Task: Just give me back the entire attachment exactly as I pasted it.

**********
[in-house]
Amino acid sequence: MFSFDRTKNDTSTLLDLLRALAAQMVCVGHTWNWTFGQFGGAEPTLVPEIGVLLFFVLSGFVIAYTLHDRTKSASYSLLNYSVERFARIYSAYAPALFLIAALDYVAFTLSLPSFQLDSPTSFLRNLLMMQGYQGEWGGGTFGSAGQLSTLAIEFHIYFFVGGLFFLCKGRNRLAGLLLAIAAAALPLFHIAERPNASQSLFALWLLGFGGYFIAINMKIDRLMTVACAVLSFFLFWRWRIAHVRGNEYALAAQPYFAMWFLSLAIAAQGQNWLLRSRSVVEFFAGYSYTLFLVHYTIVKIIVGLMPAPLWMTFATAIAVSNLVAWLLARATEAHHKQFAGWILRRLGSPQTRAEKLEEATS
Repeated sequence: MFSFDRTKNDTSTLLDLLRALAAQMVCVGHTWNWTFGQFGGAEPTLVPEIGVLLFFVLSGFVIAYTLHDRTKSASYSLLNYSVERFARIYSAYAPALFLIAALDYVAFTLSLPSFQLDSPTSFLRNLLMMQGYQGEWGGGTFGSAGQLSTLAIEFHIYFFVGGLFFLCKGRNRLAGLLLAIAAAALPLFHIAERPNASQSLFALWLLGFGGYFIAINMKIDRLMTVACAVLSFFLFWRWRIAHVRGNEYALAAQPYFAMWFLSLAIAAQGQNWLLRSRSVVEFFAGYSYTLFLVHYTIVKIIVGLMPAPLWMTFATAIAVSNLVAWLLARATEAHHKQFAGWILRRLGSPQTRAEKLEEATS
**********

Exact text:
[in-house]
Amino acid sequence: MFSFDRTKNDTSTLLDLLRALAAQMVCVGHTWNWTFGQFGGAEPTLVPEIGVLLFFVLSGFVIAYTLHDRTKSASYSLLNYSVERFARIYSAYAPALFLIAALDYVAFTLSLPSFQLDSPTSFLRNLLMMQGYQGEWGGGTFGSAGQLSTLAIEFHIYFFVGGLFFLCKGRNRLAGLLLAIAAAALPLFHIAERPNASQSLFALWLLGFGGYFIAINMKIDRLMTVACAVLSFFLFWRWRIAHVRGNEYALAAQPYFAMWFLSLAIAAQGQNWLLRSRSVVEFFAGYSYTLFLVHYTIVKIIVGLMPAPLWMTFATAIAVSNLVAWLLARATEAHHKQFAGWILRRLGSPQTRAEKLEEATS
Repeated sequence: MFSFDRTKNDTSTLLDLLRALAAQMVCVGHTWNWTFGQFGGAEPTLVPEIGVLLFFVLSGFVIAYTLHDRTKSASYSLLNYSVERFARIYSAYAPALFLIAALDYVAFTLSLPSFQLDSPTSFLRNLLMMQGYQGEWGGGTFGSAGQLSTLAIEFHIYFFVGGLFFLCKGRNRLAGLLLAIAAAALPLFHIAERPNASQSLFALWLLGFGGYFIAINMKIDRLMTVACAVLSFFLFWRWRIAHVRGNEYALAAQPYFAMWFLSLAIAAQGQNWLLRSRSVVEFFAGYSYTLFLVHYTIVKIIVGLMPAPLWMTFATAIAVSNLVAWLLARATEAHHKQFAGWILRRLGSPQTRAEKLEEATS